Knowing where and how to allocate capital is essential to your People Operations strategy.
Budgeting sounds daunting if you don’t like numbers and if you’ve never done it before. Even more so, when you are not dealing with your personal savings but with the earnings of a group.
If, like me, you don’t have a background in finance, it’s going to be a learn by doing process. Here are some lessons I learnt over the years and tips to get you going 💁
Adopt the right mindset
Defining a baseline to start from can help you understand on which initiatives you should tighten your spend and where you can invest more. From that, you can review benefits and allocations to ensure you are putting capital where it matters most.
Three things that have formed my spending habits to date are:
- My first manager, who had a "you can always negotiate a better deal" mentality. This has definitely stuck with me throughout my career. I'm always looking for a better deal or a way to save more; of course, without sacrificing quality.
- Fairness. I want to ensure everyone gets what they deserve. It is essential for people to know that the process through which resources are being allocated is proportionate to the contribution they bring.
- And, as strange as it may sound, sustainability. Companies tend to think of social responsibility as if it was an abstract goal that only (maybe) a few departments need to consider. This can start at a smaller scale, but in order to be meaningful, it needs to be practiced at all levels. Preventing waste is an important component of budgeting.
There are multiple approaches one may take, and many factors that could influence them personally. But boiling it down, budgeting is planning and it requires you to know, how much capital you will need in order to achieve your milestones and business’ goals.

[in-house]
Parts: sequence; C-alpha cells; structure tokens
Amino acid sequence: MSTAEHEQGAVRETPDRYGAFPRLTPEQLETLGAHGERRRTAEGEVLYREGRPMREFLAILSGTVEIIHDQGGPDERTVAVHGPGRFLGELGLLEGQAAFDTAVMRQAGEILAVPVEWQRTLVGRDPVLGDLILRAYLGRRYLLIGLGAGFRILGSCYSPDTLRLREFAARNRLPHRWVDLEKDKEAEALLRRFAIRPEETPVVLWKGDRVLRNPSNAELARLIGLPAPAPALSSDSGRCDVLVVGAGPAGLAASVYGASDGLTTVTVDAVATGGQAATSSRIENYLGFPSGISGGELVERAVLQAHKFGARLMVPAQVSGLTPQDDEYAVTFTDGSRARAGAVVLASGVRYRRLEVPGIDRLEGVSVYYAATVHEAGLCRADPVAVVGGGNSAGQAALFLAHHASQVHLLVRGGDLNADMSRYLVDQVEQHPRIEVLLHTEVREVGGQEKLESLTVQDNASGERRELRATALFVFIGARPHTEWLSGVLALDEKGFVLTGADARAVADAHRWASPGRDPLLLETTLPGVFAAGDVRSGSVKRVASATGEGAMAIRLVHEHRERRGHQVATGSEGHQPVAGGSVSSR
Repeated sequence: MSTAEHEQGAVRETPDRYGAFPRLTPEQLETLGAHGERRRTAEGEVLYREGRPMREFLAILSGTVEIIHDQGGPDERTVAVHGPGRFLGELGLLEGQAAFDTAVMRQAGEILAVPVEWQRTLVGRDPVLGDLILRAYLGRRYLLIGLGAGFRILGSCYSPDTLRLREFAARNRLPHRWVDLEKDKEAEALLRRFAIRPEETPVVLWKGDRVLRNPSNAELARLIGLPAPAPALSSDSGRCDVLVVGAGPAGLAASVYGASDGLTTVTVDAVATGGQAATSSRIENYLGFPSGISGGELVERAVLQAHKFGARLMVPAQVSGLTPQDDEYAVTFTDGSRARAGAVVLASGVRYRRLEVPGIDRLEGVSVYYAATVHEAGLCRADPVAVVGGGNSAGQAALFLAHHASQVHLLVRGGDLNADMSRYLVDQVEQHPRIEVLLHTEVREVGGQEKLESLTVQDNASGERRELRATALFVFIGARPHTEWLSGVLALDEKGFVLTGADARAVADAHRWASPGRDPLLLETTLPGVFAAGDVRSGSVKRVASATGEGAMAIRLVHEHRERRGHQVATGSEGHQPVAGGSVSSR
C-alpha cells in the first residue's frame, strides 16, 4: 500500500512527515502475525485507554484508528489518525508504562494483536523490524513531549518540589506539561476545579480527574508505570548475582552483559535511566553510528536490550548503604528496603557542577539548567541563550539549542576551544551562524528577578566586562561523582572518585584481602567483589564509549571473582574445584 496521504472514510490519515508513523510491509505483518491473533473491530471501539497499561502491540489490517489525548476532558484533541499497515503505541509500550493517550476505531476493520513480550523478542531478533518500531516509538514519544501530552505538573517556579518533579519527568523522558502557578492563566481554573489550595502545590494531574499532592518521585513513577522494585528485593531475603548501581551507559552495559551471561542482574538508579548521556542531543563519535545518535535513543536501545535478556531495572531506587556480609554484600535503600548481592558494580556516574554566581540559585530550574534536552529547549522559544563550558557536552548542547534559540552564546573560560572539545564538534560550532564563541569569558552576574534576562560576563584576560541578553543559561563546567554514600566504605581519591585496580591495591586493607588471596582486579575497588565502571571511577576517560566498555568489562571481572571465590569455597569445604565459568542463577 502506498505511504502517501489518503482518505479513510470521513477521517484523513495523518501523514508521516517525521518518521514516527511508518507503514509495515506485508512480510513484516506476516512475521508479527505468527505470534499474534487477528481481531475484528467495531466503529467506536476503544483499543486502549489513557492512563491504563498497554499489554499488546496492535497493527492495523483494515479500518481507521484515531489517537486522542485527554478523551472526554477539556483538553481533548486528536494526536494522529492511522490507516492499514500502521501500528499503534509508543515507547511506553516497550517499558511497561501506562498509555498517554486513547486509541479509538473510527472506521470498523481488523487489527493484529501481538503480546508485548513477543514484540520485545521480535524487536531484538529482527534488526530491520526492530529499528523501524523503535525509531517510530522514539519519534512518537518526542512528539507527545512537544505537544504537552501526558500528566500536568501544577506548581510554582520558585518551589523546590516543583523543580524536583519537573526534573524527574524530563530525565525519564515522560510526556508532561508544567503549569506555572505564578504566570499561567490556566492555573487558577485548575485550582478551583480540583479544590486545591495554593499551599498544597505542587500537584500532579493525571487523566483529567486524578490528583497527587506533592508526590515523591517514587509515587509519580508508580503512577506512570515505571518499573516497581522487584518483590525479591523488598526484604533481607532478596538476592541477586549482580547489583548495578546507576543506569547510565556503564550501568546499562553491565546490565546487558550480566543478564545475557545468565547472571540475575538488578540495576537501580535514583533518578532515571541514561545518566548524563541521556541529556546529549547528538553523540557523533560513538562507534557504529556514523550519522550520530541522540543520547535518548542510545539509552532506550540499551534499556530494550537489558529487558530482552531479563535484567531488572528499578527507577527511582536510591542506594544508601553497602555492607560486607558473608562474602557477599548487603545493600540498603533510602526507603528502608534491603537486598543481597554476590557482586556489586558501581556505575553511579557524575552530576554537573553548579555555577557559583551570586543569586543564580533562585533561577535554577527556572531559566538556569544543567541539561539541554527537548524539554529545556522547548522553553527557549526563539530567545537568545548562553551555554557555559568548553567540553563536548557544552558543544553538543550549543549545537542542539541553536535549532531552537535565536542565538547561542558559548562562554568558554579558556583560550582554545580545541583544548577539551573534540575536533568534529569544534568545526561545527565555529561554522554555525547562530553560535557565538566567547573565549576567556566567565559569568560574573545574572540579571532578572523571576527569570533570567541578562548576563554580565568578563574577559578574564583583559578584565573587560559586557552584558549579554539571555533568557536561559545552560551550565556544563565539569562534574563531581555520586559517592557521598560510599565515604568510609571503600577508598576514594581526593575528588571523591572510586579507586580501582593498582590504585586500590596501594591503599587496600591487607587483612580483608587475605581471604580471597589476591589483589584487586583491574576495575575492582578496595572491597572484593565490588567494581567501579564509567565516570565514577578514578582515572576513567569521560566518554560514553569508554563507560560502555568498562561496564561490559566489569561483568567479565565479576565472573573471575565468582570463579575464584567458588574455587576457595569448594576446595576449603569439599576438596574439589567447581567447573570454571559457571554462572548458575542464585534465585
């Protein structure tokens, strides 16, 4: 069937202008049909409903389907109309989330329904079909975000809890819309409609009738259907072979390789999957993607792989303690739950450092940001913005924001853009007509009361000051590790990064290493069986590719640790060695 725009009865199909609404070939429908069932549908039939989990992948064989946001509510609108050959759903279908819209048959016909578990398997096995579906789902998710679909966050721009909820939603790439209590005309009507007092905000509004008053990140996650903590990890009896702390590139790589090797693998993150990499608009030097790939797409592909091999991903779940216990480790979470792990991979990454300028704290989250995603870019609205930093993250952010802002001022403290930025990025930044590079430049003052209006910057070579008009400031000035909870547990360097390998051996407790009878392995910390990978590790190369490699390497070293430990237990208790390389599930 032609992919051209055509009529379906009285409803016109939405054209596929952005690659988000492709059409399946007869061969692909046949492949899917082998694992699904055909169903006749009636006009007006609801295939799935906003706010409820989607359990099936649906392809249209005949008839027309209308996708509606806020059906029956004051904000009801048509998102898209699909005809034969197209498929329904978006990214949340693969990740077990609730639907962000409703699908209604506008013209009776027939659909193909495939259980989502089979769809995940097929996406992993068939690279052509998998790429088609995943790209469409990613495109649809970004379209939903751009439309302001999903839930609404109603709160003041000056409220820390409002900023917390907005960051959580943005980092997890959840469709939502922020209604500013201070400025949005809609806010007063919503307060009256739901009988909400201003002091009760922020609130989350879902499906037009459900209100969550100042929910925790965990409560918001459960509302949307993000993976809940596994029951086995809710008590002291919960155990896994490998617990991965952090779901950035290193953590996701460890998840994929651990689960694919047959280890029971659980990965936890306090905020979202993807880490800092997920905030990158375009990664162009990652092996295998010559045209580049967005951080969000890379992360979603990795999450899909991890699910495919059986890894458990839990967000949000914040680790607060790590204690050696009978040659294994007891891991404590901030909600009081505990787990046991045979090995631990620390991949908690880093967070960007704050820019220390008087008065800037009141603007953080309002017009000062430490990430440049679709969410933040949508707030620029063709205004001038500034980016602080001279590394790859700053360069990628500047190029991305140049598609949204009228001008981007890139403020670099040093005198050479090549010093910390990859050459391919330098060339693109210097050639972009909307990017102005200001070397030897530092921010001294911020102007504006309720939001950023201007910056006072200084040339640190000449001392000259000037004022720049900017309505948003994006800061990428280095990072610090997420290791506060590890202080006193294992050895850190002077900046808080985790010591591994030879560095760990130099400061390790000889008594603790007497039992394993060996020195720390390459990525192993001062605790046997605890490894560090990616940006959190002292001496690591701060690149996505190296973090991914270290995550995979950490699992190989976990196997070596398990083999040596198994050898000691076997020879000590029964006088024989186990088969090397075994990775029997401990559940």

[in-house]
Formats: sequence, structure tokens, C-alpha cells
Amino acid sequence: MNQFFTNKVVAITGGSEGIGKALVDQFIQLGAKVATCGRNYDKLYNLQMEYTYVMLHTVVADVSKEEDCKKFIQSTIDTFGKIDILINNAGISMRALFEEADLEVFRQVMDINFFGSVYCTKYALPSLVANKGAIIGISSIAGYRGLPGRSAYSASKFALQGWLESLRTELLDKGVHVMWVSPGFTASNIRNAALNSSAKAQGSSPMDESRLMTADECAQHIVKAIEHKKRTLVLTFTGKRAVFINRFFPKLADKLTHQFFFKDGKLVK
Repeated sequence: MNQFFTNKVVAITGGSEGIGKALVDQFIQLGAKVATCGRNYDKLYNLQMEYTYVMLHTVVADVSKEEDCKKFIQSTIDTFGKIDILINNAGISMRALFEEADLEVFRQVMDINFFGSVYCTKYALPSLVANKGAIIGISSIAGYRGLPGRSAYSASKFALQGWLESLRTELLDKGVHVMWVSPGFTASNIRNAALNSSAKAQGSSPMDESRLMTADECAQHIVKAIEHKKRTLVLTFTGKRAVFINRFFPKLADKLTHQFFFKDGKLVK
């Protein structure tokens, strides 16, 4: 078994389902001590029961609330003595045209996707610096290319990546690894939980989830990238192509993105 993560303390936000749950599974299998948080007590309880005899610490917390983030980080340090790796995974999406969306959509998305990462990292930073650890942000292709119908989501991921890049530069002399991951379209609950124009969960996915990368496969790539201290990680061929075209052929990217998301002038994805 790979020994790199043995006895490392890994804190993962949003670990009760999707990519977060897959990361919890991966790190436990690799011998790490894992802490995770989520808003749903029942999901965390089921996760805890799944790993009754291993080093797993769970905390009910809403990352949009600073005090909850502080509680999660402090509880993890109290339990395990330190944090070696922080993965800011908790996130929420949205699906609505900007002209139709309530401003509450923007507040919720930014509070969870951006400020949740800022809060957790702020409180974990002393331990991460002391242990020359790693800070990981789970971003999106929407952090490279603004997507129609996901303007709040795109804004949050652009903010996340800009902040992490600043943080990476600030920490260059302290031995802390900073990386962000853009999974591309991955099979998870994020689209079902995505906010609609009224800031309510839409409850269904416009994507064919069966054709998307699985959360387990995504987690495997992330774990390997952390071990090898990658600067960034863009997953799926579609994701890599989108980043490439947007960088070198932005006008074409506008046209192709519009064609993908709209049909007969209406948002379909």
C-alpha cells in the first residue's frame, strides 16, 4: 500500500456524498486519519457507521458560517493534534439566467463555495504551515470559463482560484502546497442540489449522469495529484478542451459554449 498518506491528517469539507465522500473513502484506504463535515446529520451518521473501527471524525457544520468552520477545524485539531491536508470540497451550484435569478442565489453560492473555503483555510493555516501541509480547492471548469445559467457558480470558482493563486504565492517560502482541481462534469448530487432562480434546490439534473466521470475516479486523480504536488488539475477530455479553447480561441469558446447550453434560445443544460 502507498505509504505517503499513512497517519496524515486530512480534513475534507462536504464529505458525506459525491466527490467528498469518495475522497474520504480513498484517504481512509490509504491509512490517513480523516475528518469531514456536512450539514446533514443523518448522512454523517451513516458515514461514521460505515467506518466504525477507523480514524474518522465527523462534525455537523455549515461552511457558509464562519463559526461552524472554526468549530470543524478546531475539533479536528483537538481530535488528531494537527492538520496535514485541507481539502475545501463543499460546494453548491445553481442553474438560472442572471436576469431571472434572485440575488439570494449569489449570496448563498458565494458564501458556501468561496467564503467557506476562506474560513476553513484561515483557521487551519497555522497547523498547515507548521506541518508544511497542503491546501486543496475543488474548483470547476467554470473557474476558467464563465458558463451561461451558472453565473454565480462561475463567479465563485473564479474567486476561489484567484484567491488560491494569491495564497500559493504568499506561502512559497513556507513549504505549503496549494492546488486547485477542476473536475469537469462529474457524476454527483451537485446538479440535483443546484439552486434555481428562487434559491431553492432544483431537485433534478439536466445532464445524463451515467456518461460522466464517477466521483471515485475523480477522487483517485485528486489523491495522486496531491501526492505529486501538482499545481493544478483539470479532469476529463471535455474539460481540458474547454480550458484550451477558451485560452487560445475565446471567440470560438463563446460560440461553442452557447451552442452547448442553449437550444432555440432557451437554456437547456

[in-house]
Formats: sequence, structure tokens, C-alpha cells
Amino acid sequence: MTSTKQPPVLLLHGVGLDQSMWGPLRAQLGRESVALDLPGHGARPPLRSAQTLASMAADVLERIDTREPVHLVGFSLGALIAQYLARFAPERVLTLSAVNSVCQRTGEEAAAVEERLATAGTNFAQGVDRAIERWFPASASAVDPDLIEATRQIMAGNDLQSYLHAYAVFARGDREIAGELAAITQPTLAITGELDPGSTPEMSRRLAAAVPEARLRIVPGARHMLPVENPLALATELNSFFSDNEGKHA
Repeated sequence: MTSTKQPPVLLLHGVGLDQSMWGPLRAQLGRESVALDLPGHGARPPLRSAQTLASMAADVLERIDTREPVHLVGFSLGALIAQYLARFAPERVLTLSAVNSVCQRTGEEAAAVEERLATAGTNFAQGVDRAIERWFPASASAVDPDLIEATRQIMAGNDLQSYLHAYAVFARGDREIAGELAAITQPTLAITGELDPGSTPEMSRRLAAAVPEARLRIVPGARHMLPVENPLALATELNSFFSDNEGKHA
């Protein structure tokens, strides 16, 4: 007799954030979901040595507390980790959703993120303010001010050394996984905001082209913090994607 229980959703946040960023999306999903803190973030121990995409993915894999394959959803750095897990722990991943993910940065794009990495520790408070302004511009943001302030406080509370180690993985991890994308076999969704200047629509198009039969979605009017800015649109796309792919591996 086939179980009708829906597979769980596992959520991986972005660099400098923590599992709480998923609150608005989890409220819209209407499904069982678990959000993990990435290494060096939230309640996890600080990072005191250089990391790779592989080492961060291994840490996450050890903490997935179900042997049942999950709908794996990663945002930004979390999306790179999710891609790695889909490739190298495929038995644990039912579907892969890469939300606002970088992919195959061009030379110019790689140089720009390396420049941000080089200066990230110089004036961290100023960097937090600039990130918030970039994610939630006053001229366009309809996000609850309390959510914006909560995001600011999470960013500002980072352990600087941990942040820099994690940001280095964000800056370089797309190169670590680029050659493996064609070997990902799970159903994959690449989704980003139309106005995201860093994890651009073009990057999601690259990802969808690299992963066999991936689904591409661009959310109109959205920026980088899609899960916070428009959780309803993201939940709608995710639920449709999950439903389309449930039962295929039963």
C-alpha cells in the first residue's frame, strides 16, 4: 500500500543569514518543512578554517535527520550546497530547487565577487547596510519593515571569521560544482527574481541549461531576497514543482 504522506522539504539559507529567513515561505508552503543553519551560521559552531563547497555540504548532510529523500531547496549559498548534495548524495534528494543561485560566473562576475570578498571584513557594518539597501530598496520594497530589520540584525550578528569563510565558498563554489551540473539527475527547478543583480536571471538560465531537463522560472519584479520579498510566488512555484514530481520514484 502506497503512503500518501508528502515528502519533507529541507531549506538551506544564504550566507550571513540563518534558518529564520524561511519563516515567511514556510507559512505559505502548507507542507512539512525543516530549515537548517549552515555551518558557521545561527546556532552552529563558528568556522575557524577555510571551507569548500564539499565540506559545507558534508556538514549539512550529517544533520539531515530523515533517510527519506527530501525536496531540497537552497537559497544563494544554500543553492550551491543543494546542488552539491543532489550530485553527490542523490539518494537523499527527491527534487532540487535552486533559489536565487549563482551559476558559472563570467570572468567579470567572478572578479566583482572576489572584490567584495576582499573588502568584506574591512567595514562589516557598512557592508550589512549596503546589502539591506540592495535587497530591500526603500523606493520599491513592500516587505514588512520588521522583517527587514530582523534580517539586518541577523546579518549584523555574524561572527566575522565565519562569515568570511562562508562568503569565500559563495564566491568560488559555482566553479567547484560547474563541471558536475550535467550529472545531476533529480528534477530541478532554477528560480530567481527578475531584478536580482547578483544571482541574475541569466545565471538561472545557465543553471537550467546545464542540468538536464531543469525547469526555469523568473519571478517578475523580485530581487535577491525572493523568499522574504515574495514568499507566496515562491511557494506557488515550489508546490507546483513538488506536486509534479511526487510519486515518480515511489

HR is often seen as a cost centre (i.e. a department not accountable for the profitability of the organisation). From a financial perspective, this is definitely the case. But there are so many ways in which HR can ensure they are not a "cash-burning-centre"! For example: by reducing turnover the company will save on the cost of hiring, training and a lot of time. And again: by having the right wellness plan in place, and ensuring these benefits are used, HR can save thousands of dollars and keep employees happy and healthy. The list goes on.
How do we set up budgets and start saving?
Depending on your company’s policies, each department would be allocated an X $ amount. Budget is usually given based on a specific time frame (e.g. yearly with quarterly reviews). Knowing your company’s deadlines will help you understand when you will be allocated capital, when it will be reviewed, etc. With this in mind, you can start planning for what you want to achieve during this time.
The amount will be based on business goals and financial availability, and/or previous budget allocation. I personally prefer a mix of the two, where the budget is informed by previous spends to give you an idea of what you are facing, but also requires the budget holder to justify new spends or cuts. This will help you understand why and what is valuable, and if it’s still needed at this stage.
It may sound obvious, but the requirements and financial resources a 50 people company has are different from those of a 250+. Your figures will have likely changed, together with your needs and expenses. For example, company-wide initiatives you used to run with a company of 25 people based in one office, are perhaps no longer sustainable, effective or practical with a company of 150 distributed across 3-4 offices internationally.
Know your categories (aka: where the money goes)
It all comes down to money, and what you are going to do with it. 🤑
The HR department is a slightly atypical budget holder. Its spend has two components:
- The department’s spend: how much does it cost to run the HR function
- The overall people operations spend: how much does it cost to run specific company wide initiatives and services (managed by the HR functions)
It is important these two expenditures are considered, but it is even more important the latter is communicated and discussed with other departments as it could impact them as well.
The more articulated is your strategy, the more items you will have. Below are the core building blocks of your People Operations budget:
- Number of employees and expected head-counts growth for the upcoming budgeting period (e.g. 3, 6 or 12 months)